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Introduction of a new influenza virus in humans urges quick analysis of its virological and immunological characteristics to determine the impact on public health and to develop protective measures for the human population. At present, however, the necessity of executing pandemic influenza virus research under biosafety level 3 (BSL-3) high-containment conditions severely hampers timely characterization of such viruses. We tested heat, formalin, Triton X-100, and β-propiolactone treatments for their potencies in inactivating human influenza A(H3N2) and avian A(H7N3) viruses, as well as seasonal and pandemic A(H1N1) virus isolates, while allowing the specimens to retain their virological and immunological properties. Successful heat inactivation coincided with the loss of hemagglutinin (HA) and neuraminidase (NA) characteristics, and β-propiolactone inactivation reduced the hemagglutination titer and NA activity of the human influenza virus 10-fold or more. Although Triton X-100 treatment resulted in inconsistent HA activity, the NA activities in culture supernatants were enhanced consistently. Nonetheless, formalin treatment permitted the best retention of HA and NA properties. Triton X-100 treatment proved to be the easiest-to-use influenza virus inactivation protocol for application in combination with phenotypic NA inhibitor susceptibility assays, while formalin treatment preserved B-cell and T-cell epitope antigenicity, allowing the detection of both humoral and cellular immune responses. In conclusion, we demonstrated successful influenza virus characterization using formalin- and Triton X-100-inactivated virus samples. Application of these inactivation protocols limits work under BSL-3 conditions to virus culture, thus enabling more timely determination of public health impact and development of protective measures when a new influenza virus, e.g., pandemic A(H1N1)v virus, is introduced in humans.
Host switching of viruses from animals to humans may result in an epidemic among humans and can be particularly dangerous for the new, immunologically naïve host. Examples are the introduction of human immunodeficiency virus, severe acute respiratory syndrome coronavirus, and pandemic influenza A viruses in humans. In particular, avian influenza A virus subtypes H5N1, H9N2, and H7N7 have been transmitted directly to humans in the past decade, exhibiting the zoonotic potential of influenza viruses (4, 11, 19, 25). Moreover, the recent introduction of swine origin influenza A(H1N1)v virus in humans initiated the first influenza pandemic of the 21st century (16, 35). Introduction of a new influenza virus in humans urges quick analysis of its virological and immunological characteristics to assist in the determination of the impact on public health and the development of protective measures. At present, however, the necessity of executing pandemic influenza virus research under biosafety level 3 (BSL-3) high-containment conditions hampers timely characterization of such viruses.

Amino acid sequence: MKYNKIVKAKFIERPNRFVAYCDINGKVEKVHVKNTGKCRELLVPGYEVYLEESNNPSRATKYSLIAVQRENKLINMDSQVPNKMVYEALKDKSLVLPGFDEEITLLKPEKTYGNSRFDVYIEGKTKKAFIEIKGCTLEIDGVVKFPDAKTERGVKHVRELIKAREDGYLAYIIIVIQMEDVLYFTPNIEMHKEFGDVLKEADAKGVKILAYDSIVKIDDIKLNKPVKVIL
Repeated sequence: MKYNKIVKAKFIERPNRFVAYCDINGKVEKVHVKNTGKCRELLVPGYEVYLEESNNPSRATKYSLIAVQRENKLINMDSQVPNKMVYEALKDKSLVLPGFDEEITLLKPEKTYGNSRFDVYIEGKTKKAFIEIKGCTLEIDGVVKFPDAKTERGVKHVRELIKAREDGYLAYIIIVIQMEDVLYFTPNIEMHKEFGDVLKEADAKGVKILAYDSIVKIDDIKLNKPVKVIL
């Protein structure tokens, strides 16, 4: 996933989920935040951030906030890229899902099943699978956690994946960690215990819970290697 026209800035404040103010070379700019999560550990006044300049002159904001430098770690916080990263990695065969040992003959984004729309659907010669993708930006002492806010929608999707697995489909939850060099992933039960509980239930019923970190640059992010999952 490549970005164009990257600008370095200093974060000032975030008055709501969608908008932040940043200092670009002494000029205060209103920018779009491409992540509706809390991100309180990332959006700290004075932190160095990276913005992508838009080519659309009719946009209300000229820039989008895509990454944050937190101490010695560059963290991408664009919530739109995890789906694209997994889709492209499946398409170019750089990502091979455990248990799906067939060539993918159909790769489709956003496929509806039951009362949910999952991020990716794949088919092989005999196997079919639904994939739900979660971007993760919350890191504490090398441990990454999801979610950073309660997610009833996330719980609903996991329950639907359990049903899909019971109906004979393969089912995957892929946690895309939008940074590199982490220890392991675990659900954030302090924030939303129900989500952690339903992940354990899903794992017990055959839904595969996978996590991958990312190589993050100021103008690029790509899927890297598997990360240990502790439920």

Several virological and immunological assays are used for the characterization of a virus and the immune response induced. For antigenic characterization of influenza viruses, hemagglutination assays and hemagglutination inhibition (HI) assays are the “gold standard” tests. In addition, since the global emergence of antiviral-resistant influenza viruses is becoming an increasing problem, the characterization of influenza virus susceptibilities to the neuraminidase (NA) inhibitors (NAIs) oseltamivir and zanamivir is a clinical necessity (2, 9, 13, 17, 23). For investigating the immune response against influenza viruses, the HI assay determines protective humoral responses (8). Finally, in addition to HI assay results, assessment of the human T-cell responses against influenza virus infection has been reported previously to provide an important marker of protection (3, 10, 22). Until now, these assays have been performed mostly by applying live virus, hence necessitating the use of BSL-3 conditions for studying (potential) pandemic influenza virus. Although numerous studies of virus inactivation, e.g., by means of virucidal compounds, UV light, or gamma irradiation treatment, have been performed, these studies have not comprehensively documented the preservation of influenza virus protein function and antigenic characteristics following inactivation (5-7, 14, 18). Specifically, these studies have not addressed whether inactivated virus can be used for phenotypic determination of susceptibilities to NAIs and for characterization of T-cell responses.
In this study, we evaluated the inactivation of influenza viruses of human, avian, and swine origins by heat, formalin, Triton X-100, or β-propiolactone (β-PL) and the retention of hemagglutinin (HA) and NA glycoprotein functions and antigenic integrity. The optimal procedures have been used to demonstrate the proof of principle in antiviral susceptibility assays, antigenic characterization, and T-cell response assays with both seasonal and pandemic influenza A(H1N1) viruses.